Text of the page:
Well is seems I have a choice; I either need to stop going to Marian apparition sites or ‘disciple up!’  And after the many baptisms I have done on those innocent children the choice is already made – and I will reflect on it the next time I go to Our Lady of Good Help.

 

Burnout (not)

I am taking an online class for deacons on Pastoral Counseling, and right now we are in group discussions on burnout.  Each of us, and there are 12, have added our reflection on what causes burnout and how to combat it.  One thing that stands out is that we seem to think that it happens easier when we sacrifice our dialog with God in favor of doing for others.  Almost to a person this seems to be the case.  I think this is true of any Christian – when we reduce our dialog with God our actions, be it Christianly or not, will eventually wear us thin.  When this happens we run the very great risk of losing site of God’s message.  We might think we are being good disciples in our works but we are missing the all important piece of our life – the part that strengthens us to help others – God’s personal relationship with us.

In today’s gospel we hear Jesus tell the Pharisees and elders “Jesus said to them, “Have you never read in the scriptures: `The very stone which the builders rejected has become the head of the corner; this was the Lord’s doing, and it is marvelous in our eyes’?  Therefore I tell you, the kingdom of God will be taken away from you and given to a nation producing the fruits of it.”  And is seems to me that he was pointing out to the religious leaders that in be busy doing what they perceived as sacred things they missed the message God was giving them.  They missed what it meant to be a follower of God and as a result they were hurting themselves.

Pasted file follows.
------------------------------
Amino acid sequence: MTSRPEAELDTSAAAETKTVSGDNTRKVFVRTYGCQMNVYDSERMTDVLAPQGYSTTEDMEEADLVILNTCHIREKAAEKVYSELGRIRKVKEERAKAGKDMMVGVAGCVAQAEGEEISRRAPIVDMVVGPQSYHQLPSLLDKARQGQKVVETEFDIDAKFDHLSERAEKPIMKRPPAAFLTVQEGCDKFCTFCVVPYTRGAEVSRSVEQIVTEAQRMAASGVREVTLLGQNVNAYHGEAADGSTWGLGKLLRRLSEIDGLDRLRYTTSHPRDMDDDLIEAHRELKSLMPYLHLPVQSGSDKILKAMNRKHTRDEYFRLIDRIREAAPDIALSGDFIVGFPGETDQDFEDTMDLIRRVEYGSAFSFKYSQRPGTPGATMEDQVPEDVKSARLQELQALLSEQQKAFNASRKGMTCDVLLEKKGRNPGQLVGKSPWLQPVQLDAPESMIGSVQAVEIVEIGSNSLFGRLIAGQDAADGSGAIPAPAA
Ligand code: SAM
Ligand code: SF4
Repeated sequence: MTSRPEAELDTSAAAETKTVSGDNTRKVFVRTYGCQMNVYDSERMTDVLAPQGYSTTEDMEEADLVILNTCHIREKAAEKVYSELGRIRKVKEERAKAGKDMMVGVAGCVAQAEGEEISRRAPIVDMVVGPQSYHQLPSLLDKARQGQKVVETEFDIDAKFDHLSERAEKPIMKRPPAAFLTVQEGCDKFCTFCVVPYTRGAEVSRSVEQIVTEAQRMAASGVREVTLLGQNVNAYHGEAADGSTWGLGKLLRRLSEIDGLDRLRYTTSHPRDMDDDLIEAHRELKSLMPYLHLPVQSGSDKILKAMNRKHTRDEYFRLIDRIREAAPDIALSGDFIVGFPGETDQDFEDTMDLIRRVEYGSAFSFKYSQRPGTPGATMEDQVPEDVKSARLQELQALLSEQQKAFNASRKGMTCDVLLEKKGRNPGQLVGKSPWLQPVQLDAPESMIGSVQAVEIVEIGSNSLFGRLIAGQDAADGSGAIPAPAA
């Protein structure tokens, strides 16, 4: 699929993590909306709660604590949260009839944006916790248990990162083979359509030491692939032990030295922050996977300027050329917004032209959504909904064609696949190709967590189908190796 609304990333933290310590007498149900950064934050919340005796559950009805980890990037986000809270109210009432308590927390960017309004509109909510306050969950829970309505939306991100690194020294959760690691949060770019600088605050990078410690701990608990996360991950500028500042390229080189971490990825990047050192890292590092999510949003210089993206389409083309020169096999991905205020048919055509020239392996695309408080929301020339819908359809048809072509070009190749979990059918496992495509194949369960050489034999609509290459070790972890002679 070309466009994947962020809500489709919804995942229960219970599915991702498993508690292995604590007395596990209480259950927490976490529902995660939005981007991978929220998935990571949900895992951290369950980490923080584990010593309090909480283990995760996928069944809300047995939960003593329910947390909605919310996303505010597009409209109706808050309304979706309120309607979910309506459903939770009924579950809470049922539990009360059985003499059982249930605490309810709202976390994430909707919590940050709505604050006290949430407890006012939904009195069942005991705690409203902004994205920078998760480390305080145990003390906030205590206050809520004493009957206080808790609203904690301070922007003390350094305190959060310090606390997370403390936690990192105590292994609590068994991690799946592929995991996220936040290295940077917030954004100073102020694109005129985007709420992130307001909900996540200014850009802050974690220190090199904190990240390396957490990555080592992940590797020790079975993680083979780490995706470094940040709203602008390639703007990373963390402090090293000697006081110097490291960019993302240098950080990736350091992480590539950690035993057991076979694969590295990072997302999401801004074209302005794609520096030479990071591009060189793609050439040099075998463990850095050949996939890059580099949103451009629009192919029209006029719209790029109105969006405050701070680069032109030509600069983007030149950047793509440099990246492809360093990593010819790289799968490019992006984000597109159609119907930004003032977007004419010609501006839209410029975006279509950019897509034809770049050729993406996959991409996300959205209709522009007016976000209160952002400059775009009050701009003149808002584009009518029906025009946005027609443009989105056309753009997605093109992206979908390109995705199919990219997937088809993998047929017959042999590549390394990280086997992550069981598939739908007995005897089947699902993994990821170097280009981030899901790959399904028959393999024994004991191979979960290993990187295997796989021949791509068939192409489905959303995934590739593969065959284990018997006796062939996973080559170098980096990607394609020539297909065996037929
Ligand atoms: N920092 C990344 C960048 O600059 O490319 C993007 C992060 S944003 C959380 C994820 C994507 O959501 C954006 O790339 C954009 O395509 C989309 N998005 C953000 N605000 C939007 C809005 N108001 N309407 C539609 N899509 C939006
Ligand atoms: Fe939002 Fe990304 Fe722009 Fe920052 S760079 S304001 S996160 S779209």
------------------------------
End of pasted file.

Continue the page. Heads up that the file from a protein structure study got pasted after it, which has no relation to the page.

My prayer for all of us is that we prioritize our lives as God would want.  First, love God, talk with God, take the time to be truly in this relationship; then love our neighbor as our selves.  We can’t help our neighbor in this most important journey if we are drained, burned out, lost to God’s loving communication.  We run the very risk of being like the Pharisees and leaders, who missing the message run the risk of God taking away His companionship and sharing it with others.